Since controlling blood sugar levels is the key cornerstone to managing diabetes and the symptoms of diabetes, planning your meals and knowing the composition of the food consumed is very important for any diabetic. It is also important to note that one food that is eaten alone may affect the blood glucose levels differently than when that food is eaten in combination with another.
Because of differences in biology, one meal plan may not work for all diabetics and a consultation with a doctor is very important to create an individualized meal plan for a diabetic to follow. Experimenting with various combinations of foods may be necessary to determine what works for you best to control your blood sugar levels and keep diabetes and the symptoms of diabetes at bay.
Impact of Carbohydrates
Blood sugar levels are greatly impacted by carbohydrates when the carbs are converted to simple sugars (glucose) and released into the blood stream to be distributed to the various cells in the body to provide the needed fuel or energy for daily activities. Consuming too many carbohydrates can significantly increase blood glucose levels and thereby overwhelming the body and leading to the various symptoms of diabetes as well as diabetes related complications including a diabetic coma that may prove fatal.
A diabetic meal should include a proper balance of carbohydrates and also include a suitable amount of proteins and fats. It is important to remember that fat should be kept at less than 30% of total daily calories. Fat should not be totally eliminated since the body does need certain "good" fats such as polyunsaturated and monounsaturated fats. Try to eliminate "bad" fats such as trans fats and saturated fats. Fiber is also very important at every meal.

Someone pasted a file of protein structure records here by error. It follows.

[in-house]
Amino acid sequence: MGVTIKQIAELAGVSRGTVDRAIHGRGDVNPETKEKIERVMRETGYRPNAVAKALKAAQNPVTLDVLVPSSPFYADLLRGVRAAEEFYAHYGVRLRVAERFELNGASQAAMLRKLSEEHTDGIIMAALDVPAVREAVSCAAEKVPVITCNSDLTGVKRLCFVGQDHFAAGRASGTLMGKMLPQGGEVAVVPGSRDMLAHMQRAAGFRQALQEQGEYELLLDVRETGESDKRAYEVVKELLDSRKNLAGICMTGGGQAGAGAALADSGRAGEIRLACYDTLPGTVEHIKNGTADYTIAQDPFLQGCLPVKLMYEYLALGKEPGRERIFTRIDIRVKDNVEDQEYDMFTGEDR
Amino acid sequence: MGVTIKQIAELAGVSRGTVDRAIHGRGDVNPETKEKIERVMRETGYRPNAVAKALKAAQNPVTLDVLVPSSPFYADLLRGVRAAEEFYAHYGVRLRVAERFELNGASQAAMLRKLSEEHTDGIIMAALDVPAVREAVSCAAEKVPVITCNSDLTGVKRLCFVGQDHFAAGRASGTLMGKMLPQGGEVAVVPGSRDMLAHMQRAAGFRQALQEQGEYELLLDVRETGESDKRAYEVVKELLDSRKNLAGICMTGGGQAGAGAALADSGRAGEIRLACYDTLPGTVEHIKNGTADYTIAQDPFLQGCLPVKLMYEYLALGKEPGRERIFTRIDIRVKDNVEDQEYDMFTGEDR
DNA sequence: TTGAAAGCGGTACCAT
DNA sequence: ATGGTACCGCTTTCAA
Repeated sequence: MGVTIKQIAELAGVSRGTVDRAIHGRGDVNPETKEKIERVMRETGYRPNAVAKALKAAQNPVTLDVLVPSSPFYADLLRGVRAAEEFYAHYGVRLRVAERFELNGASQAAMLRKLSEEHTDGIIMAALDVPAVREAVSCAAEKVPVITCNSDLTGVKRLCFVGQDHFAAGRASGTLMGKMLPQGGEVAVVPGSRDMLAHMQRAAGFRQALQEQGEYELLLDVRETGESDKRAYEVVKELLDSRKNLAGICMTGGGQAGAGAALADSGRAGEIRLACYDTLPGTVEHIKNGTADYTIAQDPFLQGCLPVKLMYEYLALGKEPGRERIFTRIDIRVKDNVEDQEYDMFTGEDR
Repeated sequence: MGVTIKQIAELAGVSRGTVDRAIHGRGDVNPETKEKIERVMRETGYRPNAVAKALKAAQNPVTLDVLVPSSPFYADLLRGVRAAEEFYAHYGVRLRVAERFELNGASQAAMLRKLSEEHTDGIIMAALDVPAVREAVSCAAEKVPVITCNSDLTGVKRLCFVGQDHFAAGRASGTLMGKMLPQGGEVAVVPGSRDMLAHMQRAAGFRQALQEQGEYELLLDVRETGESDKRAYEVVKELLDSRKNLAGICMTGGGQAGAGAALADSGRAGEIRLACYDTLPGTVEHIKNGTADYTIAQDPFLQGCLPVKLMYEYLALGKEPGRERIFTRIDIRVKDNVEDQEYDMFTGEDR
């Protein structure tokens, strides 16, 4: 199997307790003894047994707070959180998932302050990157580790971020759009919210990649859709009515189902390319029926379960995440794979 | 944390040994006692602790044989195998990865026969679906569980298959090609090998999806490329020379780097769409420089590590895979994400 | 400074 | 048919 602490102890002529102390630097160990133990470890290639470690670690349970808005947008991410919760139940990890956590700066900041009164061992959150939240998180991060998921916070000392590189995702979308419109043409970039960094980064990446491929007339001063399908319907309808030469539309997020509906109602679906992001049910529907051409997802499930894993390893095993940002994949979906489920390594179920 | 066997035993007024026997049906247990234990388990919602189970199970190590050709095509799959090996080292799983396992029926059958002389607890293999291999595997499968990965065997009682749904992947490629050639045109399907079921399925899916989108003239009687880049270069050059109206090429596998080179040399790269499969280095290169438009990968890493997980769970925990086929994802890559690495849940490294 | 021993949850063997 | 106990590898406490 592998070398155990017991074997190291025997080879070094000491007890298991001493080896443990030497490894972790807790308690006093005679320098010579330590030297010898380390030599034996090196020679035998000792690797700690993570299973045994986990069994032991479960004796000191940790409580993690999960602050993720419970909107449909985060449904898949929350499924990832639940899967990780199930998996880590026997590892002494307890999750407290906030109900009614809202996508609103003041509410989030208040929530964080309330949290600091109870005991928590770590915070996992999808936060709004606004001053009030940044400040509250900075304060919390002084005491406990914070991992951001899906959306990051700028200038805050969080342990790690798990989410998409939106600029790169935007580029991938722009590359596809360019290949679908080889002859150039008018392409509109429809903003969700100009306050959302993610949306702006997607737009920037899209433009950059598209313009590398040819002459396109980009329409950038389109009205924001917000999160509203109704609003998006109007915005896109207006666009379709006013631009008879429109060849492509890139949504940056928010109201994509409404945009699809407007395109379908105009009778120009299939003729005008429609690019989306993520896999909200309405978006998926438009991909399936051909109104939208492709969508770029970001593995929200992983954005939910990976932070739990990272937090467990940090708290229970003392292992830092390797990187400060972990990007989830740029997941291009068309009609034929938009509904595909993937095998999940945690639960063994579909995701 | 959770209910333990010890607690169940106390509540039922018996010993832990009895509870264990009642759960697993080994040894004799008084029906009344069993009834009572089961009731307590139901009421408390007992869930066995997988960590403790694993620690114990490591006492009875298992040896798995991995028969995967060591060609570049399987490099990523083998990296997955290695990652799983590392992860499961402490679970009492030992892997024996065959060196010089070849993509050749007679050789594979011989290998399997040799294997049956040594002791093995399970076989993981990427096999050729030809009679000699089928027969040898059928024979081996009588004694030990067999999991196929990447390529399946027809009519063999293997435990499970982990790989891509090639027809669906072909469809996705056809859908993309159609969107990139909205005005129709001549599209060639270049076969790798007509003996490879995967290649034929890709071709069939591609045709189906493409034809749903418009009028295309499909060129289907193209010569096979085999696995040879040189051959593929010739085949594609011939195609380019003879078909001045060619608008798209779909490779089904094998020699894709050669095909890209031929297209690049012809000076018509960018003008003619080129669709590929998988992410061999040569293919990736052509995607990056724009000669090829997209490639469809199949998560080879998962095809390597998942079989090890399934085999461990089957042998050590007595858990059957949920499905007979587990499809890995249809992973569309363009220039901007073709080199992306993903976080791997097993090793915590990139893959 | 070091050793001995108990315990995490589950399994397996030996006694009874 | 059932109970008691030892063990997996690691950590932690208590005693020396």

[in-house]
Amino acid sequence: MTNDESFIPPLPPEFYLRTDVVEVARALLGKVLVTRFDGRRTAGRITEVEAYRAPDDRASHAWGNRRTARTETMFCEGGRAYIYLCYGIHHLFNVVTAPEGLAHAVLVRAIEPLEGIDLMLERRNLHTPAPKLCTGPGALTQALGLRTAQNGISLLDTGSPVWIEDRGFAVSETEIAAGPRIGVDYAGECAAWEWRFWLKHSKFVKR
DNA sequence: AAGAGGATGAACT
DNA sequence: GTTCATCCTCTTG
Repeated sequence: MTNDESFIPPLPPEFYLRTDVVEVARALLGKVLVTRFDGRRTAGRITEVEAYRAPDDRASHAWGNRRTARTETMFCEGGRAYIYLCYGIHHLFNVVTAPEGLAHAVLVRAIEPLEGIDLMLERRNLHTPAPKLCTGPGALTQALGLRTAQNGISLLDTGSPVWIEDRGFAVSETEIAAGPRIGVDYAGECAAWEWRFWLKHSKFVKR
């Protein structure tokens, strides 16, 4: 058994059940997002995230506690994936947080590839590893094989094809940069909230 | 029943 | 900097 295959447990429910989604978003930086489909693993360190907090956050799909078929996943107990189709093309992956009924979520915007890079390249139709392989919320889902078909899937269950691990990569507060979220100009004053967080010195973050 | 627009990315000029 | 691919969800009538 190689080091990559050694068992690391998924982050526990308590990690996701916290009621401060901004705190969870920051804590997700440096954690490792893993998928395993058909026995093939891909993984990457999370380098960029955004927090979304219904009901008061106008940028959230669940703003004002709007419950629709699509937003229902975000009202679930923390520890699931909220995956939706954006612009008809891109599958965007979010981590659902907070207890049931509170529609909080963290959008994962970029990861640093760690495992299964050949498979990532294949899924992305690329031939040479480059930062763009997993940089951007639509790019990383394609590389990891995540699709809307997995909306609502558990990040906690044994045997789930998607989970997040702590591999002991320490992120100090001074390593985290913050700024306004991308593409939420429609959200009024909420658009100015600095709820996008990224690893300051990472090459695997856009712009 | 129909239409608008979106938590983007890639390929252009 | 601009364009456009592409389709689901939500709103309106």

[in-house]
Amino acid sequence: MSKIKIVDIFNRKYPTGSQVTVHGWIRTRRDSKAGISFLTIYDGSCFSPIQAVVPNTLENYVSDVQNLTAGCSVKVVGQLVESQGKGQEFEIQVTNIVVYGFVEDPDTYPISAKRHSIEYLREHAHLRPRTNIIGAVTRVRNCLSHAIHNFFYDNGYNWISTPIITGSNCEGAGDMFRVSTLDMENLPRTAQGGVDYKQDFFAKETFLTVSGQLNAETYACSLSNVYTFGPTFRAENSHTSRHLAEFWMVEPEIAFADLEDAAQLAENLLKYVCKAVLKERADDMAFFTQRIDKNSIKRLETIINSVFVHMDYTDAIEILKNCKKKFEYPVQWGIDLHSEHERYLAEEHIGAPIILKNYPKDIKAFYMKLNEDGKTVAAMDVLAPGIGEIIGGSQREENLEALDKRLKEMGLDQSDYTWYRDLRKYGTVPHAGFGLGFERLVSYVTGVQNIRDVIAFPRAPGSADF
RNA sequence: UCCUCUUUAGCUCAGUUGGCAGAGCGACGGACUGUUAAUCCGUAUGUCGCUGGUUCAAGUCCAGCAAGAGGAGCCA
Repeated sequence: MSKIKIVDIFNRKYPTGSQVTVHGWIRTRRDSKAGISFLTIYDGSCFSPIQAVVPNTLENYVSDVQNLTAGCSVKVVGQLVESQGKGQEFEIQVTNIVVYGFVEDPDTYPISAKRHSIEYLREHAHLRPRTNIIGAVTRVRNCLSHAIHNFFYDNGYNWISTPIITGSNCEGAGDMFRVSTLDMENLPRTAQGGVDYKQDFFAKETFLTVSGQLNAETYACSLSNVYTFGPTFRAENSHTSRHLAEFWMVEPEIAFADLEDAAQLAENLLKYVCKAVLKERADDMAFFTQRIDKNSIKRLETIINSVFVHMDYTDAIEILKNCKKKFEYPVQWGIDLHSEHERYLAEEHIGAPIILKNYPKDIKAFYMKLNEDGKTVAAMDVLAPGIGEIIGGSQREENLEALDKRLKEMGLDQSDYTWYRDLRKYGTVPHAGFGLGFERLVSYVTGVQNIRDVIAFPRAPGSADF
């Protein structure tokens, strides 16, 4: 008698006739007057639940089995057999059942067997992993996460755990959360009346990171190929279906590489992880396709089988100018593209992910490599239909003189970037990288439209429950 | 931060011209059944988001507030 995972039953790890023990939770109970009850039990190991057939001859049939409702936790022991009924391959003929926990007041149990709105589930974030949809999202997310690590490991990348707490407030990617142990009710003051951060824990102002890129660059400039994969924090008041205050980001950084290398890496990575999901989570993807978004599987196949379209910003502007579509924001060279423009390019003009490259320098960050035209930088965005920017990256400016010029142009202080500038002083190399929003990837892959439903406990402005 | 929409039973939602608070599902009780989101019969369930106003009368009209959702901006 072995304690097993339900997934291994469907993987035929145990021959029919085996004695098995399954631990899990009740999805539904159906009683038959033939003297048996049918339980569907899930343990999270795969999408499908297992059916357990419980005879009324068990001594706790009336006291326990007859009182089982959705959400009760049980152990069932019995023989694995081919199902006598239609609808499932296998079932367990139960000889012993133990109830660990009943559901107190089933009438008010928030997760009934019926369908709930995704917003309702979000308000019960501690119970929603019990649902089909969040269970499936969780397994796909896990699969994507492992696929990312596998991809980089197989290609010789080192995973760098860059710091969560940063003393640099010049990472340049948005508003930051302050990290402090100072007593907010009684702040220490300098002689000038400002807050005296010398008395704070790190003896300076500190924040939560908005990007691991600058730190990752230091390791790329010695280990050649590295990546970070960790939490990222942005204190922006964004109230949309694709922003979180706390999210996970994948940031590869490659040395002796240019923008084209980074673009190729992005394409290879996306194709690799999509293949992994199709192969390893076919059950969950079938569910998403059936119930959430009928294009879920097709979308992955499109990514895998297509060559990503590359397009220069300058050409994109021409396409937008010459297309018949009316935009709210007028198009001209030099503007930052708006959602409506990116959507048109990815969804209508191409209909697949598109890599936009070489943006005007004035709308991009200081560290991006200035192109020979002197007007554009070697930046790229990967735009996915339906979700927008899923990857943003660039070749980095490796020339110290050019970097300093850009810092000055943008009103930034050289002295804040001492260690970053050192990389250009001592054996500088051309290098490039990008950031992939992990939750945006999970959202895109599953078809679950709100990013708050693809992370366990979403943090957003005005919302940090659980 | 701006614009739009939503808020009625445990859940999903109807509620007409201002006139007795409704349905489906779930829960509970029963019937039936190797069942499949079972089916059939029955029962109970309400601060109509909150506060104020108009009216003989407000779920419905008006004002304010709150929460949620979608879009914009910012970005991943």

Most of the foods consumed contain carbohydrates and this will usually be the largest food group eaten. Foods contained in this food group include grains (e.g. rice, cereal, bread, pasta), starchy vegetables (e.g. potatoes, corn), other vegetables, dairy (milk, yogurt), fruits as well as fruit juices and desserts that may be consumed in limited quantities.
Reading food labels is important in order to determine the amount of carbohydrates as well as the amount of carbohydrates per serving sizes. Food labels will usually breakdown the compositions of each serving size and you have to consider how realistic the serving size is before purchasing any food item.
When carb counting, it is general practice to consider 15 grams of carbohydrates as one serving. This means that if you are interested in consuming some crackers, you would need to read the food label to determine how many you will need in order to control your carbohydrate intake. If the food label states that one serving size is 20 crackers and the total grams of carbs for this serving size are 30, this will mean two servings for a diabetic (15 grams x 2). The diabetic will then need to consume only 10 crackers for one serving of carbohydrates of 15 grams.
When working with raw ingredients, there are various tools on the market that will help a diabetic to control the amount of carbs consumed at each meal. The more a diabetic learns to counts carbs, the easier it shall become making the process of managing diabetes and the symptoms of diabetes easier and easier.